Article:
We'll continue to design and realize the grand weddings and events that allows us to really flex all the muscles we've refined in this industry for the last 10 years. The soup to nuts of weddings; offering clients access to our vault of wisdom on everything needed to throw the most memorable feast for the senses. These events are our crown jewels; and for these we can provide everything from paper suites to furniture rentals and customized animal masks. And for these we plan and create insane flowers and invite our clients deep into the saipua world. 

And then we're going back to the other side of the coin -- our beloved Frankies backyard mason jar weddings. (Do they even host weddings anymore, I hope so.)

Making flowers you need for a simple brooklyn backyard wedding or a quick trip to city hall. One where a couple might only need the bouquet, a boutonniere and perhaps a dozen small arrangements. The sort of flowers that my parents would have had at their wedding. Which I'd never see anyway, because there are no photos. 
















These weddings are really a treat for me as they are flowers that I can do by myself. Alone in the studio really early in the morning or really late. Listening to Kate Bush on the loudest setting. Knitting myself back into the core of our business. The most thoughtfully sourced and arranged seasonally oriented flowers. On a small scale.

Our hydrogen to helium. 

7 comments:

LPC said...

I can testify that having Saipua flowers helps transform a simple trip to city hall and a Chinese restaurant after into, well, something transcendent. Make sure your bouquet reflects your life philosophy, that's my tip to future Saipua brides of this ilk. <3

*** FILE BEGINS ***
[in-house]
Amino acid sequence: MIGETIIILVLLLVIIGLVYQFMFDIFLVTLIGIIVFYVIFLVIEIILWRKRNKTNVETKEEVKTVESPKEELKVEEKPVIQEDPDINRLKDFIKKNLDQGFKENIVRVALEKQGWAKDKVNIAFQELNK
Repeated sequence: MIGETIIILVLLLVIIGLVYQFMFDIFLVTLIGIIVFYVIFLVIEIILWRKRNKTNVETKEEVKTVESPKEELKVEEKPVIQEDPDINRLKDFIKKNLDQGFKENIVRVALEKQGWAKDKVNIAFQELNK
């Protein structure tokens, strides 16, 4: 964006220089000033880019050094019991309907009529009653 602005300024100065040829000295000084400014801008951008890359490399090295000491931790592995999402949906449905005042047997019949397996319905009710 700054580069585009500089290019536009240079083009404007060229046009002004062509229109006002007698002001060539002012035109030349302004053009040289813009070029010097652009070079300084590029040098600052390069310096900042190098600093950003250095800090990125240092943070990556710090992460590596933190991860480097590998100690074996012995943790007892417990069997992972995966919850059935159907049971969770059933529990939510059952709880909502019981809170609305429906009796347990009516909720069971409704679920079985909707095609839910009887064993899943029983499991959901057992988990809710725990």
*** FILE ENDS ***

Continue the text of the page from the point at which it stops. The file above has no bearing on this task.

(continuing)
Bianca said...

Perhaps a personal wish of mine can come true after all. And more space metaphors please.

yks said...

I was one of those early brides, city hall wedding, bouquet and boutonnière only. You delivered it in person. My direction was simple, orange and dahlias and your magic made it perfect. It was exactly what I wanted and still makes me smile. Trust me, 8 years later I can still picture it and feel the beauty of both the flowers and the day.

Laurie Garza said...

I love working by myself as well, doing things however the fuck I want to and not thinking up tasks for others to do. I feel I am so much more creative with only myself to blame if something goes sideways.

Heather said...

Thank you for your honesty, it's so reassuring to know that I'm not alone in changing the direction of my business at different points. Sometimes I can't make up my mind exactly what I want it to be, but that's okay because it can be many things, and change along with me. I love to ready our journal, it's always inspiring!

aub said...

you do you, girl-- here's to watching you shoot for the dying stars and hoping we can all share in your stardust in the meantime.

Natalie Ross said...

I FREAKING LOVE your space metaphor! I was like, whoa, this lady knows what's up. And thank you for sharing a peek at what it was like for you in the beginning days. I am not a florist, but I am a newbie business owner, soooo! Thanks for that.

Have you successfully shifted into doing more of the smaller weddings?